• Make sure you send that message privately. Not sure how to do that? Learn how.
  • If they don’t respond to your private message, there are a number of reasons why that may have happened. They may not be ready for or willing to have a relationship. This may not be the right person. The message may have even gone into a spam folder. They may still be emotionally processing your message. Whatever happens, you’ll need to be ready to accept any result with respect and empathy.
  • When composing your message, explain who you are, what you’re hoping for, and state that your intentions in reaching out are positive. Keep that first message fairly short and allow them the opportunity to respond. Too much information in that first message can be overwhelming in an already surprising and emotional situation.

Contacting a birth family member for the first time is a delicate situation. Try reaching out to other adult adoptees of closed adoptions to see how they approached it, talking to your friends and family members to see how the message you’ve drafted might come across, or talking to a professional counselor who has experience with adoption and reunions.

Is Adding Your Birth Family on Social Media Right for You?

Not sure if you want to send that friend request to a birth family member? It’s understandable that you’d be a little hesitant. There are emotional implications to consider, like:

  • Being able to see them live their life, maybe with a spouse, children, grandchildren, or some of your other biological family members. This can either bring you comfort or it can make you feel a little envious or sad. Maybe a mix of emotions.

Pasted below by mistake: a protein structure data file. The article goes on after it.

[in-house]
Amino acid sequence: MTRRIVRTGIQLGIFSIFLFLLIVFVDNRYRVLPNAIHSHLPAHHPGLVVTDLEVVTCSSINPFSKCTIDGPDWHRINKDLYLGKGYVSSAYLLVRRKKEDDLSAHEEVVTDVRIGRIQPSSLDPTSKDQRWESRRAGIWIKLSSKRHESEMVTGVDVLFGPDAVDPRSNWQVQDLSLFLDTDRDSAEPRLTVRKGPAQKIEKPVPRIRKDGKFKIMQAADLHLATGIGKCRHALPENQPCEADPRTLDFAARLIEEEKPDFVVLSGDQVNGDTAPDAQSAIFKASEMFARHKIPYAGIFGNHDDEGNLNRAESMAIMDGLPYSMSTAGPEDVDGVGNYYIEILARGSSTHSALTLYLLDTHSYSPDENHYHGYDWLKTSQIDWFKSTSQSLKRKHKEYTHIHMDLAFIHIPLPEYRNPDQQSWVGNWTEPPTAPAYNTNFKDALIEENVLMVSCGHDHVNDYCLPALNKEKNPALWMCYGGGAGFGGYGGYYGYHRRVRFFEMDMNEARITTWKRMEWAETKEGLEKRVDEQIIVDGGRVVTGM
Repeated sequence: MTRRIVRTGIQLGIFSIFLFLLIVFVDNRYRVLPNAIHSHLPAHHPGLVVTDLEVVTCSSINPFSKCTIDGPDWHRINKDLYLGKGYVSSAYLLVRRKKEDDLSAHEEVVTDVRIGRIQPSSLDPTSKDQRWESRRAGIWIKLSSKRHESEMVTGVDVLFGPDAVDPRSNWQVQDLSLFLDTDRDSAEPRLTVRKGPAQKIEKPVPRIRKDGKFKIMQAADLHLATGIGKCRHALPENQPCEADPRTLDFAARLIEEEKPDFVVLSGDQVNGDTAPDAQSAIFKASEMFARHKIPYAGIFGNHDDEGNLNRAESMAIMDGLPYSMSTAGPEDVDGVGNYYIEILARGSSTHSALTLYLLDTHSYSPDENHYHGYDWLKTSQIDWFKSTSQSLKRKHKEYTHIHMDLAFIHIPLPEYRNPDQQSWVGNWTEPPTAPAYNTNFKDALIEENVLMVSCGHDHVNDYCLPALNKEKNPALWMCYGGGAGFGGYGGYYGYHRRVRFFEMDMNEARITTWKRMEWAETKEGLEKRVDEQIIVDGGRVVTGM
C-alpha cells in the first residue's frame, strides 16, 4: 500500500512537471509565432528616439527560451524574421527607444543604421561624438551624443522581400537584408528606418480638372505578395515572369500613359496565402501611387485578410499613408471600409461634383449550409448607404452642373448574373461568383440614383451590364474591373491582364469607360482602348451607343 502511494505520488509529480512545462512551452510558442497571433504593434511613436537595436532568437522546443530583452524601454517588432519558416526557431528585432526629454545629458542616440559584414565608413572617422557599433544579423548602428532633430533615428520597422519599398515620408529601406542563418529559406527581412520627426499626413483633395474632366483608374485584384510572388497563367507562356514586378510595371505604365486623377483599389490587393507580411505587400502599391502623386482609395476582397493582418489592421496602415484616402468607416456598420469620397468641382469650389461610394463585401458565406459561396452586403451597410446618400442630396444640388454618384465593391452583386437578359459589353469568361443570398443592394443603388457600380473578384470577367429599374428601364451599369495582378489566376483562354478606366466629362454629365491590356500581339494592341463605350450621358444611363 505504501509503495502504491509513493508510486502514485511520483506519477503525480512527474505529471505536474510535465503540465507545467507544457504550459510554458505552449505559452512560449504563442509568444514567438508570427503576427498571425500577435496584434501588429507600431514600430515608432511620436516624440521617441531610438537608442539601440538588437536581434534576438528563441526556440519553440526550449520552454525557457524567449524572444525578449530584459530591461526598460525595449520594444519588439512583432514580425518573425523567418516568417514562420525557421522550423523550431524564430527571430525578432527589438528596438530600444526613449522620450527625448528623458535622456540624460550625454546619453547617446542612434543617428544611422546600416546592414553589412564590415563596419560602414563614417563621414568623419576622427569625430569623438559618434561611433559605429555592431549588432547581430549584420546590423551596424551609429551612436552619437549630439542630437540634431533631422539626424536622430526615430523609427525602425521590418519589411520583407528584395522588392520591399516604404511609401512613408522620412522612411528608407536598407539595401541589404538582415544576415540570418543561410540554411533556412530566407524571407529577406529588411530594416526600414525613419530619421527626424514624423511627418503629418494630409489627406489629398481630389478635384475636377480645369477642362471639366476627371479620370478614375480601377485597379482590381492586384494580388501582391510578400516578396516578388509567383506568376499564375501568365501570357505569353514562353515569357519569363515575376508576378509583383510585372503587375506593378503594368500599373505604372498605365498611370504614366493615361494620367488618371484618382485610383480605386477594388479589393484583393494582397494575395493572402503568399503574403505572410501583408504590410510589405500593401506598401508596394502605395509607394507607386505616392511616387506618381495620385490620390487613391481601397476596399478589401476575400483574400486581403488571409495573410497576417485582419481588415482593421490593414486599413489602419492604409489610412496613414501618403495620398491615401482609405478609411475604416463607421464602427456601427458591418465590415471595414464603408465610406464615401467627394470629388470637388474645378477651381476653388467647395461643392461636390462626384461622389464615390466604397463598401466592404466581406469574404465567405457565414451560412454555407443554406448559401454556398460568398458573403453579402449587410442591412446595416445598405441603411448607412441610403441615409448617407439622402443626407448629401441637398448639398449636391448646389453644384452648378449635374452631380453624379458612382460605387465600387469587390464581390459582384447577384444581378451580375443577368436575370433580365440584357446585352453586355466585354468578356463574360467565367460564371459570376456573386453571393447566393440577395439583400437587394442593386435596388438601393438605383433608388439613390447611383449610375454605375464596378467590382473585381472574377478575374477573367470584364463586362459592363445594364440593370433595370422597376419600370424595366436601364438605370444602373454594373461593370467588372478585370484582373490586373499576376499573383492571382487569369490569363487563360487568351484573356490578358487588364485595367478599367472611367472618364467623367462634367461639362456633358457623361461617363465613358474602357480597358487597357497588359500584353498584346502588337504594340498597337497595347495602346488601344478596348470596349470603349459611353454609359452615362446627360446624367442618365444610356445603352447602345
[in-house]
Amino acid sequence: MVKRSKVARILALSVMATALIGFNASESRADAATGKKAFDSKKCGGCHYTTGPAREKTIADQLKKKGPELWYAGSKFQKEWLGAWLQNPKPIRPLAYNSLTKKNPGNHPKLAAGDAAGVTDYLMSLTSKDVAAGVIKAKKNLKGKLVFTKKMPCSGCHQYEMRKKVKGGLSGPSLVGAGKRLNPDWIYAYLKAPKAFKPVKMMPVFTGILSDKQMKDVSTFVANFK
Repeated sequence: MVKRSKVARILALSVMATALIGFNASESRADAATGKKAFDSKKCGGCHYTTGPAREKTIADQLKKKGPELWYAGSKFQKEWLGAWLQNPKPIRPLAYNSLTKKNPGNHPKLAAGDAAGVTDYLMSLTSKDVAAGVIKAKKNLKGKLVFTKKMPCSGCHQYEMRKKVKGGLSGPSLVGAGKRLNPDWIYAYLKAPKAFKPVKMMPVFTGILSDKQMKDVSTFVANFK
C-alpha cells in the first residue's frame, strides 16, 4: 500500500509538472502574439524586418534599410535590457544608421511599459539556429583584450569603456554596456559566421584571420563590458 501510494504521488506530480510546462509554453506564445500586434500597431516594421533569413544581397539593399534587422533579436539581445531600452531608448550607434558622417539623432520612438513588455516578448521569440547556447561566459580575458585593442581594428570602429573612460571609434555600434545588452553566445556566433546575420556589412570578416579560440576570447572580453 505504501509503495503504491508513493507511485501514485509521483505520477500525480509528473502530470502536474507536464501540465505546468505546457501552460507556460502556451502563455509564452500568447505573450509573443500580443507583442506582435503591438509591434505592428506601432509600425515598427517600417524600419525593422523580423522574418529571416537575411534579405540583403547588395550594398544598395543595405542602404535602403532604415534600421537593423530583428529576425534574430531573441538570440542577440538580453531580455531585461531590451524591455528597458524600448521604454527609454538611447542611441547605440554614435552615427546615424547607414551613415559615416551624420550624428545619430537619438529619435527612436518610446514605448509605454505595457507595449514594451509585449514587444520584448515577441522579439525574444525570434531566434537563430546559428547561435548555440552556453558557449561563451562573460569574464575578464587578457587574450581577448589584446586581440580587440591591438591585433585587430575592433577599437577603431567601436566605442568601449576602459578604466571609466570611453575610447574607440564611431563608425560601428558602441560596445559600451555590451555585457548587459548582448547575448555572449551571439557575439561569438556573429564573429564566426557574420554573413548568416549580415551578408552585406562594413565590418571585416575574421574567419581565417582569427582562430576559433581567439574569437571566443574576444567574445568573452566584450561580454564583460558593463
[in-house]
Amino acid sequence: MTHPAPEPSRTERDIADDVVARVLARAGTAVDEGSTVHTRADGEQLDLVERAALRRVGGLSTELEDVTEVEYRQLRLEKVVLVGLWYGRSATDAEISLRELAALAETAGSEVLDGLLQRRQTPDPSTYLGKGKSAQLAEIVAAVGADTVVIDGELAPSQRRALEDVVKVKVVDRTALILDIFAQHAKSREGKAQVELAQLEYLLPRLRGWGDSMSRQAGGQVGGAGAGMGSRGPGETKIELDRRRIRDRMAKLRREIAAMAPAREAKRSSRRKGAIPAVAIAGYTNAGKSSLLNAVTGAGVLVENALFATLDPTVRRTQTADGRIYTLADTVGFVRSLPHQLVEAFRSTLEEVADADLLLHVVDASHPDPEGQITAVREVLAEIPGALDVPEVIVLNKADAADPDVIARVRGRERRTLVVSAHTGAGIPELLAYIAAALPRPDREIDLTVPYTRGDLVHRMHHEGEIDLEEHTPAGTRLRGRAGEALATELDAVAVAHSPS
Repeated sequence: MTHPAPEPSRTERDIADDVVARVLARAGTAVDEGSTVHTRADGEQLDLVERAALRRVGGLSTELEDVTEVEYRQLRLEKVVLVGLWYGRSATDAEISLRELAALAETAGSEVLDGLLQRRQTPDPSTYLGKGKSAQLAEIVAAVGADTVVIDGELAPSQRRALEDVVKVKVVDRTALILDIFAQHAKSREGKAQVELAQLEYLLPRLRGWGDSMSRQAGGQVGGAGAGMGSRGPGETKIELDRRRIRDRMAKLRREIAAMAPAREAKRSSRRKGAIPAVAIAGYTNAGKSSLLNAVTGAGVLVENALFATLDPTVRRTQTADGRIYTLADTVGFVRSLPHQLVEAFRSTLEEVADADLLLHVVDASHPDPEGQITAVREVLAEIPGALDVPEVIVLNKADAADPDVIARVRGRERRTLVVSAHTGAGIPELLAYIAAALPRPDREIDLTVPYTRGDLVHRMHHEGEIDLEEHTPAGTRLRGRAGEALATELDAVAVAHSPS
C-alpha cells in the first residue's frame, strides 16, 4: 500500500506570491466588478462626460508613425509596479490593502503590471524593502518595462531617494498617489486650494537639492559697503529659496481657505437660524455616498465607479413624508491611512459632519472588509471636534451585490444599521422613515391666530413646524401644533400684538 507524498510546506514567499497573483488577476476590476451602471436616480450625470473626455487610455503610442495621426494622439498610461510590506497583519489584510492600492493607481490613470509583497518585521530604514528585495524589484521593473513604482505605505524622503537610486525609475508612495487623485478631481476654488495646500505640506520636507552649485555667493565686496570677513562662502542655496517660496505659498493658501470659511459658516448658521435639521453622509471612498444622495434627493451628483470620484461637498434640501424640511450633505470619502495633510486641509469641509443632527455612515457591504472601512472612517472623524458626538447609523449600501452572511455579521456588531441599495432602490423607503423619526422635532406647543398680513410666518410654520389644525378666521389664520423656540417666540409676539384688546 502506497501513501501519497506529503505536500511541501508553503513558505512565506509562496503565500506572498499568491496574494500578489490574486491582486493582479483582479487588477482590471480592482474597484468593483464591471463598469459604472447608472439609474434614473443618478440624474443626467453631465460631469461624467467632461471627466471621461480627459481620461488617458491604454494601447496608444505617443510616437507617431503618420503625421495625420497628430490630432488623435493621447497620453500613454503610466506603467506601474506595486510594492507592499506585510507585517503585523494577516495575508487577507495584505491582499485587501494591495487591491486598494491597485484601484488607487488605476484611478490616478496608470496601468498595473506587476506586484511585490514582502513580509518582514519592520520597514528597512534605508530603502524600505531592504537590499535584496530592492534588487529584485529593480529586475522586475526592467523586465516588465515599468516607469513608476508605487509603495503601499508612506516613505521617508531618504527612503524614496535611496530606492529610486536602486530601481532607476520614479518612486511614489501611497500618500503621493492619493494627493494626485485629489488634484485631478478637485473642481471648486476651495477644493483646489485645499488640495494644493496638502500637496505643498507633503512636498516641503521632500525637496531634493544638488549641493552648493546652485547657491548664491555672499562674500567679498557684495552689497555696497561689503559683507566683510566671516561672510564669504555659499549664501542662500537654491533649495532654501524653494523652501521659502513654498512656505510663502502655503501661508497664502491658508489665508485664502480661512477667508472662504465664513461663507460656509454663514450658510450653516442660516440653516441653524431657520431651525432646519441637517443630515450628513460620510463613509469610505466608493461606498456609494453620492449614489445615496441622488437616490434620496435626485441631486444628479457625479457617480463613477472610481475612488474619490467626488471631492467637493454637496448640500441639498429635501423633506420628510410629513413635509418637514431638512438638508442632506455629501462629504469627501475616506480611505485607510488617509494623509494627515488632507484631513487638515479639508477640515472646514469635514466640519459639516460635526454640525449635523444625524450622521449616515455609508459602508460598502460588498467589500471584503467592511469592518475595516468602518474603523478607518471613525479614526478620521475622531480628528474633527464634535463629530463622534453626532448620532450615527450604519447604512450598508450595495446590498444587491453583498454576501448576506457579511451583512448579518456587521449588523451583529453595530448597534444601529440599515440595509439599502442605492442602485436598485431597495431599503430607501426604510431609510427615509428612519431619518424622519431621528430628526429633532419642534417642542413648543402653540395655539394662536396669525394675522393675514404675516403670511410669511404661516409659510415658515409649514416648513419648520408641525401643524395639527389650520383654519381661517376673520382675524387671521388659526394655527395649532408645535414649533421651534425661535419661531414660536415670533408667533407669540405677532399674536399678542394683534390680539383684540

• Being able to let them know that you’re happy and well through your own posts can give you both some peace of mind. Or you may worry that they’ll feel envious or sad when they see you with your (adoptive) family. Again — perhaps both.
  • You’ll have the opportunity to shed the fantasy image you have of your birth family and you’ll get to see them (albeit the best version of themselves) living their daily lives closer to reality through social media, and they’ll be able to do the same with you. This can be disillusioning for some, or bring closure for others.
  • You’ll both need to be a little more aware of what you share on social media, and how it can affect the other.
  • Adding your birth family on social media brings you a little closer into one another’s lives, and it can be hard to take a step back from that once you make that decision. For most people, following someone on Instagram isn’t a big deal. But for an adoptee, it can be.
  • There’s always the possibility that your birth family member will reject the request to connect on social media. Remember that there are many reasons why they may do this, but you’ll need to be prepared for this possibility and be ready to accept it with empathy.

Ultimately, the possibilities of connecting with your birth family on social media often bring some mixed emotions that are unique to each person and situation. Only you can decide if pushing that friend request button is right for you.